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Urethral Stricture

Urethral stricture is an abnormal narrowing of the urethra, which may or may not impact the flow of urine from the bladder. Inflammation of the urethra can cause scarring, which then can lead to the development of a stricture or narrowing of the urethra. Potential causes include trauma, infection, tumors, surgeries, or prior instrumentation of the urethra. Urethral stricture is more common in males than females.

Symptoms of urethral stricture can include slow urine stream, dribbling of urine, split stream or spraying of urine, painful urination, hematuria (blood in urine), and discharge. Other patients may be free of symptoms.

Evaluation: To diagnose urethral stricture, the urologist must perform a cystoscopy or a retrograde urethrogram. Retrograde urethrogram is an x-ray of the urethra performed after injecting contrast into the urethra.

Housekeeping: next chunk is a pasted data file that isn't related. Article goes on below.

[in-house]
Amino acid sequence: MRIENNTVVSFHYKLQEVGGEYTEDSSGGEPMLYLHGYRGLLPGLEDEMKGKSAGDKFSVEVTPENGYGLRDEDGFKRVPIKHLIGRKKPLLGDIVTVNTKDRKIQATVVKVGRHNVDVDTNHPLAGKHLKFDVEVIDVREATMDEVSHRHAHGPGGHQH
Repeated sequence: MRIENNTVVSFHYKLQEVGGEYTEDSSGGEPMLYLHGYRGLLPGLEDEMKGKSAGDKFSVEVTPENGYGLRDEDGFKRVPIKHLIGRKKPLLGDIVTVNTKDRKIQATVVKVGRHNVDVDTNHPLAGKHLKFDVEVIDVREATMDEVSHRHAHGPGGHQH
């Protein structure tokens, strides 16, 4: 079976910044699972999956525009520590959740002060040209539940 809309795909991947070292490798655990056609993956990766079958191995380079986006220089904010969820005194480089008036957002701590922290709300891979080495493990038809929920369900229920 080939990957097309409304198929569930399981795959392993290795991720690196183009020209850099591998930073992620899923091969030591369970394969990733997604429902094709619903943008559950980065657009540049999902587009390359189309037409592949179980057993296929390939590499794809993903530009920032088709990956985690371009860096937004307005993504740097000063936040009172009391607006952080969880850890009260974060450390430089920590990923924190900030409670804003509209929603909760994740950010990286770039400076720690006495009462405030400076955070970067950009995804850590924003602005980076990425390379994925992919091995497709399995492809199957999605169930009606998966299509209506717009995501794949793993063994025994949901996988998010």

Treatment options: If symptoms are mild and the patient can empty his or her bladder well, observation is reasonable. In symptomatic patients, surgical intervention often is recommended and can include urethral dilation, direct vision internal urethrotomy, or urethral reconstruction.

Urethral dilation is a procedure wherein dilating tubes are passed through the urethra to open and dilate the scar.

Direct vision internal urethrotomy is performed by the urologist in the operating room. The urologist performs cystoscopy using a specially adapted cystoscope that is armed with a cutting instrument. The cutting instrument is used to incise the scar to reopen the narrow portion of the urethra. Urethral reconstruction is surgery performed by the urologist. An incision is made between the scrotum and the rectum, and the urethra is isolated. The scarred portion of the urethra is either excised or opened with the placement of a graft.